Child of the Cross Running Clinics in for the Long Haul
What started as a desire to share his message of hope and restoration with northern Saskatchewan communities grappling with youth suicide, has turned into full-time mission for Tarrant Cross Child, his wife, Celeste, and his four children.
Child of the Cross Running Clinics started as modest endeavours. They received early support from a small group of local business people, including Brian Michasiw, the founder of the local running institution Brainsport. Through the Brainsport Shoe Donation Program, Cross Child was able to bring gentlyused trainers into the communities where he was speaking and holding running clinics.
Cross Child’s message resonated immediately with the communities he was going into and soon he was fielding requests for his services from communities across Saskatchewan and beyond. When asked if he thought his clinics would evolve to reach thousands of people, Cross Child was pleasantly surprised. “Not at all, not one bit,” he says. “It started by hearing about the suicide crisis in the north and wanting to bring my message and running clinics to them. We’ve grown a lot, and have lots of partners and lots of support, but the message is the same – it’s simple – hope and restoration.”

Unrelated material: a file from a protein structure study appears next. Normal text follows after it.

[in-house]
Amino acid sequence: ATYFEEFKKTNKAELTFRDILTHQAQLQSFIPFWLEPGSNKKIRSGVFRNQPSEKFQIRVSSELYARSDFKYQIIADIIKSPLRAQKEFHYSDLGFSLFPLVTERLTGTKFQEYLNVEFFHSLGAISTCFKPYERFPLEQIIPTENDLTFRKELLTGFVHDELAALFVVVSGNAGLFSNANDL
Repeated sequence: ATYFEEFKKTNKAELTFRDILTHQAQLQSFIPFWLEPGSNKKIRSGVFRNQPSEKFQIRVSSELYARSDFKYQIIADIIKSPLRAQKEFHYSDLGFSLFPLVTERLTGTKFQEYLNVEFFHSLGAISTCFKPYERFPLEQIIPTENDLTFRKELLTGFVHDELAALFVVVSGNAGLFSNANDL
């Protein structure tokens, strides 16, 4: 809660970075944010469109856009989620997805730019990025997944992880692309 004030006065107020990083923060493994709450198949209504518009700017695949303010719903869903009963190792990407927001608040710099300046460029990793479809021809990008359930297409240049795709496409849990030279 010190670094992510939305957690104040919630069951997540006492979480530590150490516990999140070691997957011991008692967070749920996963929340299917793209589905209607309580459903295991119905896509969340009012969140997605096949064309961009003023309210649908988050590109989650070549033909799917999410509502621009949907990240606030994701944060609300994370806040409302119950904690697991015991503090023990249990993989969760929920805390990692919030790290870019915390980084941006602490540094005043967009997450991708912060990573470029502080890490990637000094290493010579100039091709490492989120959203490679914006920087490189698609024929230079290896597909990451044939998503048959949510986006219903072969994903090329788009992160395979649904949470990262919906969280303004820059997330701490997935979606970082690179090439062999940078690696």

Today, Child of the Cross Running Clinics has blossomed into a non-profit organization, with wide support from local businesses, as well as from New Balance Canada, which provides Cross Child with new shoes for clinic participants, and swag and equipment to help create a race-day experience for those in the smaller communities Cross Child reaches.
The key to success, says Cross Child, is in preparation and follow-up with the communities.
“If we just go to a place and have an event, it really misses t he point ,” says Cross Child. “It’s about loving the community, supporting the community and that doesn’t all happen at the event.”
Cross Child’s team researches each community they go into in order to best understand their needs. They also do extensive follow-up with the communities via phone calls and visits to ensure ongoing support.
“We’ll call and ask how they’re running programs are doing. We’ll ask if they need more shoes, or T-shirts, or do they need training plans,” he says.
Cumberland House, Sask., was the very first community Cross Child went to back in 2016, and to this day the community still gets visits from Cross Child’s team.
“It’s about being a good steward of who we’ve been entrusted with,” says Cross Child. “We want them to know we’re not just here for you for one day, or two. We’re here for the long haul.”